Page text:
The plain meaning of Indiana Code section 35-50-2-7(b), as well as the meaning taken in context with Indiana Code section 35-38-1-1.5, shows that the trial court erred in granting Boyle's motion for modification of conviction. We grant transfer and reverse the trial court and remand with instructions for the trial court to reinstate the original judgment of conviction.

Posted by Marcia Oddi on Thursday, May 26, 2011
Posted to Ind. Sup.Ct. Decisions

Courts - "Ky. S.Ct: fathers of children conceived during affairs have parental rights"

Andrew Wolfson of the Louisville Courier Journal posted this lengthy story late yesterday. Some quotes:

Men who father a child during an affair with a married woman have the right to seek a role in the child's life, the Kentucky Supreme Court has ruled.

In an emotionally charged decision that critics say will undermine marriage, the court reversed centuries of common law and its own 2008 ruling that held such children are presumed to be the offspring of the woman and her husband.

Bowing to the realities of DNA testing, which makes proving fatherhood a virtual certainty, the high court said in a 4-3 opinion late last week that Christopher H. Egan has the right to assert paternity — and ultimately visitation and shared custody — to a baby girl he said he fathered in September 2008 during an extramarital affair with Julie Ann Stephens. Both live in Northern Kentucky.

The opinion is J.A.S. v. Bushelman, and by a vote of 4-3 it overrules a 2008 opinion in J.N.R. v. O'Reilly. See a review of the 2008 case here at attorney Diana Skaggs' Kentucky Divorce Law Blog; she termed the 2008 ruling "an unprecedented 4-3 decision with two concurring opinions and two dissenting opinions. 47 pages in all."

More from Wolfson's story about this new decision:

A DNA test revealed a 99.9 percent likelihood that he was the girl's father, but Stephens had sought to block a court from considering Egan's paternity claim, citing the state Supreme Court's 4-3 opinion in 2008 that a man who fathers a child during an affair with a married woman has no parental rights.

The court, however, which has one new member since that 2008 decision, reversed its precedent, with the new justice, Daniel Venters, writing the majority opinion.

Venters said the presumption that a child was fathered by the husband made sense for “some 20 centuries” because it was impossible to prove otherwise — unless, for example, the husband was on the high seas for the nine before the child was born.

But DNA testing is now routinely accepted, even to prove guilt or innocence in criminal cases beyond a reasonable doubt, Venters wrote. * * *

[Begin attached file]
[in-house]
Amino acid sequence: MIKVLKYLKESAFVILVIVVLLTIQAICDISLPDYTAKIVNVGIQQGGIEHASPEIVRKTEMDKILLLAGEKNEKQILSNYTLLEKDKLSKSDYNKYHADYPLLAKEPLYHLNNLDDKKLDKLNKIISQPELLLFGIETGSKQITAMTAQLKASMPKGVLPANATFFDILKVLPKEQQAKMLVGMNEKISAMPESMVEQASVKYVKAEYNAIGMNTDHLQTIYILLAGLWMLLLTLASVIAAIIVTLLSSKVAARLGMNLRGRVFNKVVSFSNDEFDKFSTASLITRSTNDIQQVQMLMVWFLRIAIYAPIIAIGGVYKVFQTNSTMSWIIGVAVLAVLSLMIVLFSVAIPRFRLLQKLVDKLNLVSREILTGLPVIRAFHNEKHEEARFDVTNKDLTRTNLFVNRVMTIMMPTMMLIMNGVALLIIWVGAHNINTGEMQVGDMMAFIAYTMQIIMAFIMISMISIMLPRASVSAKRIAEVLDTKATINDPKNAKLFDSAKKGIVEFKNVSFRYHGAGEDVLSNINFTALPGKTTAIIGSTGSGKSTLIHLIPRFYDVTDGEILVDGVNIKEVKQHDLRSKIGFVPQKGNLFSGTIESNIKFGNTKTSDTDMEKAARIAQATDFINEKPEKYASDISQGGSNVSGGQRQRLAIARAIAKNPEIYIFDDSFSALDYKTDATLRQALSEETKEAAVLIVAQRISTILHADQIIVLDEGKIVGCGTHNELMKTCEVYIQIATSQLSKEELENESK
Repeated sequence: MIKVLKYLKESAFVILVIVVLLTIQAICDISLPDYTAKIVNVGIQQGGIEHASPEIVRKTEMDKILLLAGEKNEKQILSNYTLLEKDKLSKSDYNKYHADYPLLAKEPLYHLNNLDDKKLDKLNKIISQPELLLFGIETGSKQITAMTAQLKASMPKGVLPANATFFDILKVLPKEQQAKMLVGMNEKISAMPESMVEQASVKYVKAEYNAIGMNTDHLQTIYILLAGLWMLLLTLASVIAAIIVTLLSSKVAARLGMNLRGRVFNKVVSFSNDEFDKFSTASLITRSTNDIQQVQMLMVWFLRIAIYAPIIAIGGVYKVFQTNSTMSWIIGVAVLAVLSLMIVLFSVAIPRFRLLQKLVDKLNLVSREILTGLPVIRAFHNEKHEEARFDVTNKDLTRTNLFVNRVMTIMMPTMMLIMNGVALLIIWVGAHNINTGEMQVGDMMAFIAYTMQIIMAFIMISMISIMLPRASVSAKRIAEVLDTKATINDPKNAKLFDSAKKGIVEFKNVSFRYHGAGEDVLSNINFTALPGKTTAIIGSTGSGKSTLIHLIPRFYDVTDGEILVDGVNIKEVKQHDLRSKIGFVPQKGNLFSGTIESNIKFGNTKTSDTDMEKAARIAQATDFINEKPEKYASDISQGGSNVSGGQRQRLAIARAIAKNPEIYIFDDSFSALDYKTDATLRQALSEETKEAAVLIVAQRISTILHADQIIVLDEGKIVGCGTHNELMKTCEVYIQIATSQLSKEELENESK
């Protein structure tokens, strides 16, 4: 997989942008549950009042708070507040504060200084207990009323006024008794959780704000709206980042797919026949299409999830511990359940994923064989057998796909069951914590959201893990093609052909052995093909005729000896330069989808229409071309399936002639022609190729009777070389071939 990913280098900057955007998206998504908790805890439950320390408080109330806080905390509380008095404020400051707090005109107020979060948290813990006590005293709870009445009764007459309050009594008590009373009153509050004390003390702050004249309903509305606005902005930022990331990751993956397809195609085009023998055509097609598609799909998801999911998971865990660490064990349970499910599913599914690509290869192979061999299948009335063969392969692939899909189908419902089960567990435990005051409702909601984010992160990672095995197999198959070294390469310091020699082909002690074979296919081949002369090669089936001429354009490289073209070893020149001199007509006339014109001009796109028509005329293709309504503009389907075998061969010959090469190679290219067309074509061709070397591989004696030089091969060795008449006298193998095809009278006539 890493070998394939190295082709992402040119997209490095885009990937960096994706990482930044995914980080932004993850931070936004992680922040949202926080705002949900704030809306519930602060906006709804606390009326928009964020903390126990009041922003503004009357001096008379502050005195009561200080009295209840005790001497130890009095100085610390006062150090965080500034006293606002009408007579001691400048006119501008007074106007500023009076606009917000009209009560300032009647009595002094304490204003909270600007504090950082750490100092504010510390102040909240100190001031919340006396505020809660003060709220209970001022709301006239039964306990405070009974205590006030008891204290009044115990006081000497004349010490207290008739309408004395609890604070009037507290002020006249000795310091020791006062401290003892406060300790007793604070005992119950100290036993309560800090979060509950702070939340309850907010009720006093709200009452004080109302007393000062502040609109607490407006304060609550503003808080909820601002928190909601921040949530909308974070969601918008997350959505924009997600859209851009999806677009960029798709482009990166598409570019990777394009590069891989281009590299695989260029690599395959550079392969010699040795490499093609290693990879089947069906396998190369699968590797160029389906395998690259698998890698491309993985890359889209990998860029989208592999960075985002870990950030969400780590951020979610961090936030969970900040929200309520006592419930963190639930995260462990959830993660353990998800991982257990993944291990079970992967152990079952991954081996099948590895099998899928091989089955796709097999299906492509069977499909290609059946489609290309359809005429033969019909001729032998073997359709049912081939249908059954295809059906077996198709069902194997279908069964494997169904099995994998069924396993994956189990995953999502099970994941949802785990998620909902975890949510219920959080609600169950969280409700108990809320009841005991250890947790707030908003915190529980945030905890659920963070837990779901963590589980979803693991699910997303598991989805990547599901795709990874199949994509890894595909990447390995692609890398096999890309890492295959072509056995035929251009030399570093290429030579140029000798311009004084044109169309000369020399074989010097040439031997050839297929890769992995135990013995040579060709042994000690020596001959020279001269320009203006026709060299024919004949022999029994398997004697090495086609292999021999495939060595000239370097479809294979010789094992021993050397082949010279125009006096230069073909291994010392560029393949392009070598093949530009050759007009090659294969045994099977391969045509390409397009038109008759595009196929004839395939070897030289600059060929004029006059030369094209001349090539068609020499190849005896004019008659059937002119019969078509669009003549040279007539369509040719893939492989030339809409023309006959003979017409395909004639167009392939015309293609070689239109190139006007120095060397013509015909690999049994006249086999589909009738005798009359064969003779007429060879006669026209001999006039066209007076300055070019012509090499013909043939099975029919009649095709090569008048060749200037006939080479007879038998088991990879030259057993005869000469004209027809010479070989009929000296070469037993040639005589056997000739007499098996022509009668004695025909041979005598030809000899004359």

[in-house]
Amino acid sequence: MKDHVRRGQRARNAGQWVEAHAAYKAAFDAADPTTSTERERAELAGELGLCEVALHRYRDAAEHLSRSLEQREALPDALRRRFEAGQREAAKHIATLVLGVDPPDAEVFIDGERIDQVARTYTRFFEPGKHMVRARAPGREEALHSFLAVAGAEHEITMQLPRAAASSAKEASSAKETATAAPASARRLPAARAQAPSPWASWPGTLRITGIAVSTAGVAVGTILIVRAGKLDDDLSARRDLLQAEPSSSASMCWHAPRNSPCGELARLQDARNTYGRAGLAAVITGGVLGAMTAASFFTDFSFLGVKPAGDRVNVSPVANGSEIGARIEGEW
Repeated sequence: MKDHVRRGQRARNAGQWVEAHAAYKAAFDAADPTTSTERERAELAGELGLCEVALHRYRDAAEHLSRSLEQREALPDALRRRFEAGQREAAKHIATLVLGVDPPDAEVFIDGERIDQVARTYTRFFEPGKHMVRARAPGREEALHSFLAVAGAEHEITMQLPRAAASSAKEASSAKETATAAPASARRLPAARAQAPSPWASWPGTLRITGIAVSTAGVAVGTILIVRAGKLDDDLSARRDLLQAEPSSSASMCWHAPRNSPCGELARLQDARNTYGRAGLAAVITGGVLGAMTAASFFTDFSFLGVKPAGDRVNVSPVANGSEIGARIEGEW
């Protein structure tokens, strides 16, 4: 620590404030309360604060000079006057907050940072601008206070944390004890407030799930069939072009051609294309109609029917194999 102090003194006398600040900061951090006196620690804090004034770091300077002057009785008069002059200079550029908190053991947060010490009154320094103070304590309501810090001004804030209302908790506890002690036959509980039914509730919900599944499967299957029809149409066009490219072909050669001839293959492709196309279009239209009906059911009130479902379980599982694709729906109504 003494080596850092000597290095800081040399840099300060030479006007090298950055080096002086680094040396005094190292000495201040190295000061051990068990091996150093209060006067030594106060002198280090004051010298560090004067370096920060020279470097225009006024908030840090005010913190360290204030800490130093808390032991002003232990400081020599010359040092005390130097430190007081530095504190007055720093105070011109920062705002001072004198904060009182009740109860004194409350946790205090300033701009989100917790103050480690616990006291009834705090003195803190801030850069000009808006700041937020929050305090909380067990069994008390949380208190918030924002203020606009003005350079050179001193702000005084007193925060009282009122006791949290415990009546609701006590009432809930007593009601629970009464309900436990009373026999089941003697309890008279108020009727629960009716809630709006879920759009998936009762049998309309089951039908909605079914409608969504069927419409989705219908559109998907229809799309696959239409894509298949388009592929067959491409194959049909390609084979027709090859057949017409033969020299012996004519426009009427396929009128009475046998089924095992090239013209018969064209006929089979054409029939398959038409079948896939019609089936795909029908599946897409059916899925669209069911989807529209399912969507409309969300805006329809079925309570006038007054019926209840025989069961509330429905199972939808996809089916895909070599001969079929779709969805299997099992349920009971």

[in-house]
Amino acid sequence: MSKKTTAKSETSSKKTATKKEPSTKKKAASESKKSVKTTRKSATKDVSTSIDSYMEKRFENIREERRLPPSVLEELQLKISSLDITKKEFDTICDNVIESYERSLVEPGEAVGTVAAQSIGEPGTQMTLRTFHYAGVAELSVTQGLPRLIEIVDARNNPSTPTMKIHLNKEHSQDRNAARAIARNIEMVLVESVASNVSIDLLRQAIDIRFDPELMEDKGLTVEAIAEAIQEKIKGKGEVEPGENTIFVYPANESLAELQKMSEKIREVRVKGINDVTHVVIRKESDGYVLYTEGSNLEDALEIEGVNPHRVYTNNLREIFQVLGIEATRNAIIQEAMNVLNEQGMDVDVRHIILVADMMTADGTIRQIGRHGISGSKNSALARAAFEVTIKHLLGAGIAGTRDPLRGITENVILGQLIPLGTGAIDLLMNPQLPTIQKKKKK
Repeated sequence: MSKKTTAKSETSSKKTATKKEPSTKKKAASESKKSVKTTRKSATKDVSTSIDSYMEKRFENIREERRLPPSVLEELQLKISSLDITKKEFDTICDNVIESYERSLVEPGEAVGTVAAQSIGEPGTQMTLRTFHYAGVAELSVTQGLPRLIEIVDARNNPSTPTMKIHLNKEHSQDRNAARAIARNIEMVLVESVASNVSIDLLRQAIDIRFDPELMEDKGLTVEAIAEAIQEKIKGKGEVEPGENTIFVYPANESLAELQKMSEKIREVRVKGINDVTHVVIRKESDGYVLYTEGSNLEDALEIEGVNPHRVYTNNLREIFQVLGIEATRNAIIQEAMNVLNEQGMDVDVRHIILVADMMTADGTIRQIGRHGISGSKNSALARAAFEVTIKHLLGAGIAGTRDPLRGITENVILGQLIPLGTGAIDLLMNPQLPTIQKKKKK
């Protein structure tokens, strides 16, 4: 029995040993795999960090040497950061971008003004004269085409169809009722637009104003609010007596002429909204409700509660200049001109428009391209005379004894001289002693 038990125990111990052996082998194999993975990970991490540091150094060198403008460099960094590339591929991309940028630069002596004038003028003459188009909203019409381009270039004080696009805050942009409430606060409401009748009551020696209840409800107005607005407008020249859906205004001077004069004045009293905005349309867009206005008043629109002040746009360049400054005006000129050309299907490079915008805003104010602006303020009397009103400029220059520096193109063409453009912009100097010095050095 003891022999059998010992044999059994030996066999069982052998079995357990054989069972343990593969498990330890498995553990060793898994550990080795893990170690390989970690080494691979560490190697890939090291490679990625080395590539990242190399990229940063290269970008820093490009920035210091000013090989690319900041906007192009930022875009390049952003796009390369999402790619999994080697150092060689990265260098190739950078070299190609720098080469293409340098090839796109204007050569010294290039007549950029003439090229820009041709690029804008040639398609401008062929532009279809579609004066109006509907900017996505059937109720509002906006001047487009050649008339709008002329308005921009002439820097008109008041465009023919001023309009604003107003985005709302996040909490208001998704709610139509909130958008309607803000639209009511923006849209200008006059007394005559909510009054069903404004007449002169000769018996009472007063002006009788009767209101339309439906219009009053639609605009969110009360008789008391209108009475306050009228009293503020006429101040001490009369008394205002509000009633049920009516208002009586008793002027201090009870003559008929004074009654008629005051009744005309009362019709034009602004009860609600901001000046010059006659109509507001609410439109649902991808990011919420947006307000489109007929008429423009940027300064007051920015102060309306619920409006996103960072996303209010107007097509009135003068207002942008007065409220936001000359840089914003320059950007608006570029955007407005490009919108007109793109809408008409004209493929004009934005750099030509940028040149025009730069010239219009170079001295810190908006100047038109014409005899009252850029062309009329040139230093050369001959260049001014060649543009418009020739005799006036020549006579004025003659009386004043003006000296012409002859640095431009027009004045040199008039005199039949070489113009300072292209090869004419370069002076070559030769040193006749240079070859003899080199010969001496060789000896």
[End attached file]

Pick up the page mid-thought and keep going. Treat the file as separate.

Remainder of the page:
[P]roponents of allowing men in such situations to prove paternity — and eventually seek a place in the child's life — say that fathers should be encouraged to step up and accept responsibility for children they procreate.

“It's just common sense that if a person can genetically prove paternity, then they should have rights to the child and responsibilities to the child,” said Louisville family lawyer Diana Skaggs, past president of the Kentucky chapter of the American Academy of Matrimonial Attorneys.

Including Kentucky, 33 states allow a man to challenge the presumption that a child born to a married couple is the husband's.

The ruling gives new hope to James G. Rhoades Jr., who lost the 2008 Supreme Court case and who for five years hasn't seen the son he says he fathered during an affair with Julia Ricketts of Louisville, who decided later that she wanted to raise the child with her husband, Jonathan Ricketts, a Louisville lawyer.

There is much more to read in Wolfson's story.

Posted by Marcia Oddi on Thursday, May 26, 2011
Posted to Courts in general

Ind. Courts - Still more on "U.S. District Court in Indianapolis names new magistrate judge"

Updating this March 2, 2011 ILB entry, a May 24th press release:

The Hon. Denise K. LaRue Sworn in as Magistrate Judge

INDIANAPOLIS, Indiana (May 24, 2011): The United States District Court for the Southern District of Indiana announced that Denise K. LaRue took the oath to become a United States Magistrate Judge today. Chief Judge Richard L. Young administered the oath in the S. Hugh Dillin Memorial Courtroom in the Birch Bayh Federal Building and United States Courthouse in Indianapolis. A formal investiture ceremony will be held at a later date. Judge LaRue fills a new magistrate judgeship created for the Southern District of Indiana by the Judicial Conference of the United States.

More info here.

Posted by Marcia Oddi on Thursday, May 26, 2011
Posted to Indiana Courts

Ind. Decisions - Court of Appeals issues 3 today (and 9 NFP)

For publication opinions today (3):

In Jerry French, et al. v. State Farm Fire & Casualty Company, et al. , a 22-page opinion, Judge Bradford writes: